“I can’t, I’m not good at art.”
As a Recreation Therapist, this is an excuse I hear at least once a week. I have found through my work that art and creative expression scares many adults as they opt to stay in bed over just giving art a try. I often follow up this excuse with “Don’t worry, it’s not being graded” to which some people will give in but many remain unable to open themselves up enough to giving art a try.
I have a few theories as to why as adults we become afraid of art and creativity, but I think what is mostly to blame is our society’s understanding that we need to be good at something in order for it to be a meaningful use of time or an age appropriate hobby. This is problematic.
In a world where things are created to be perfect, too often children build sticked borders between what they can and can’t do and firm identity around what they are good at and what they are bad at. Often when we learn we are bad at something, such as art, we stop trying. The kids who are deemed to be “bad” at sports you rarely seen trying out for the basketball team. The kids who are “bad” at singing are often not offered a spot in the school choir or year-end talent show. Sometimes these limits are due to performance expectations but I think the problem lies in the individuals who don’t even make it to the tryout because they have internalized the idea that they are unable to try something or get better at something that they are “bad at”.
When we are taught art in school, often there is a desired outcome. The teacher pins an “example” at the front of the class of what the art project is supposed to look like and each child is told to create something as similar to this example as possible. Then all these creations are hung in the hallway outside the classroom, side by side, with an obvious differentiation between the work of students who are “good” at art and the ones who are not “good” at art. The “good” art pieces receive better marks, have clean lines, matching colours and closely resemble the example pulled from the teacher’s Pinterest board. The “bad” art pieces loosely mimic the example and are tarnished with eraser residue. This is when we learn what it means to be “good” at art and from grade six on, art becomes a class for the artists and everyone else is set up to fail.
But it does not have to be this way.
In my work we use a success based approach. This approach does not mean everything is easy or simple. It means that any way you approach the task is right and there are many different ways to create something meaningful. For example, if I asked every individual in an art group for people with disabilities to paint a tree, this would set a lot of people up for failure. Maybe some clients don’t know what a tree looks like or what colours a tree should be. Maybe a client has fine-motor challenges that prevent them from creating something that resembles a tree at all. Do these individuals suck at art? Should they never experience the creative release of making something that is beautiful and celebrated and unique? Should they not know the feeling of bringing something from inside of you out into the world for others to see and know you better? Absolutely they should. So let’s try this art group again with a success based approach.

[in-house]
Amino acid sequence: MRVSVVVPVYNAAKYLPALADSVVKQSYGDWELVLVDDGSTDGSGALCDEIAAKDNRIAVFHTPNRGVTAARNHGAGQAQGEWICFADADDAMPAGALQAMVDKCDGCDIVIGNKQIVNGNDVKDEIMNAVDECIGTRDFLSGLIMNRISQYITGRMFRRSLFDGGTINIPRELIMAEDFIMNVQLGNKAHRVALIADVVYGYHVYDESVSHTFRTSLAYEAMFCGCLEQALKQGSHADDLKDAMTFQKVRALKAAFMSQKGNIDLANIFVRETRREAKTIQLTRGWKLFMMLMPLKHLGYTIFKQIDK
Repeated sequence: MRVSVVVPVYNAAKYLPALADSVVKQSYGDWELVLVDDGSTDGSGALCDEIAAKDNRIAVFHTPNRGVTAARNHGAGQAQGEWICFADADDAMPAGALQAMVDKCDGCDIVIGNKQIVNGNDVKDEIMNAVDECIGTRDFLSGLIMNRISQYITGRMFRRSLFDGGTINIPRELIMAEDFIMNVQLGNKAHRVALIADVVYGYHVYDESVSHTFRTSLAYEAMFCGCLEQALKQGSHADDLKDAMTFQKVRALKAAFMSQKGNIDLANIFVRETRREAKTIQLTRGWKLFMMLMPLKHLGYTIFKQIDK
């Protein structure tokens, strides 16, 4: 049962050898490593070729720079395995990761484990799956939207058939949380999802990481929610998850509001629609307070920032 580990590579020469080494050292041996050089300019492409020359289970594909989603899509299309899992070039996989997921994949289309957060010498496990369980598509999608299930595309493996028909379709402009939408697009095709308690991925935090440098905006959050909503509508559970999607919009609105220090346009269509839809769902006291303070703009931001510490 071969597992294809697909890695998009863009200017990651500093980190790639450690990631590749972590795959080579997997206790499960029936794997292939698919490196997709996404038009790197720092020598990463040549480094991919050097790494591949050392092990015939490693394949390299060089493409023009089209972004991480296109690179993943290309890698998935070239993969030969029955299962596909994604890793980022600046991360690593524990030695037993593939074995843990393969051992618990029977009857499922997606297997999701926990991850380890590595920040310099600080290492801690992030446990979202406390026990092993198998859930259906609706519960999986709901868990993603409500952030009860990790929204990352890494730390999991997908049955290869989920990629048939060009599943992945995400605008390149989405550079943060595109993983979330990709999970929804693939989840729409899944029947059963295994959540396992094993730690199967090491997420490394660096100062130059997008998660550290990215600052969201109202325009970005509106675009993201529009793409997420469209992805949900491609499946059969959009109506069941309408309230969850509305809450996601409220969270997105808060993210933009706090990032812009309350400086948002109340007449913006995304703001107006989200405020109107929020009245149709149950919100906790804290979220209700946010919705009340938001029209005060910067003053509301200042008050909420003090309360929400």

Let’s paint the word “Happy.” A happy painting does not have to include specific shapes, colours or images. Painting something happy could look different to every participant, therefore every creation is perfect and cannot be compared to the creation ton it’s right or left, each creation is uniquely perfect.
Another success based approach to creative expression is collaborative art, which is one of my favourite things about my work. In collaborative art, individuals contribute what they can and each piece is put together to create one, big art project. This could look like each person creating a small section that is put together to create a bigger picture. It could look like one client painting, one client cutting out pieces of that painting and one client gluing these pieces onto a mural paper to create a mosaic. The opportunities for collaborative art are endless and can create such stunning results. Collaborative art prompts us to work together and use our skills to make something wonderful as a team instead of one artist against another. No one’s work is better, or more valuable, we come together to create beauty and we need everyone’s skills, ideas and contribution to create a final product.
To me collaborative art just makes sense. If you are still lost, try thinking about art they way we think about music. Sure listening to someone sing a solo or play an instrument alone is nice but the power and awe moments often lie in the performances where voices and interments play in harmony. There is power and diversity in numbers, each instrument and voice contributing their part to that tear-jerking crescendo. Art can be the same when we unlearn this idea that art is a competitive sport that some people are good at and some people are bad at. Art is a creative outlet and a skill that can be grown and developed. Art can be a full symphony orchestra where each individual’s part is unique and necessary and contributes to the overall creation and beauty.
Amy is a fresh grad with a degree in Therapeutic Recreation. University does not come naturally to a person with a learning disability, making Amy uniquely proud of her undergraduate accomplishments. Amy is working to be more open about her disability and strives to view her learning challenges as an opportunity for growth in resilience and creativity.
She has worked with rehab patients, people with disabilities, veterans and mental health clients searching for more equitable access to community recreation. She believes wholeheartedly in the therapeutic benefit of doing what you love, as often as you can.
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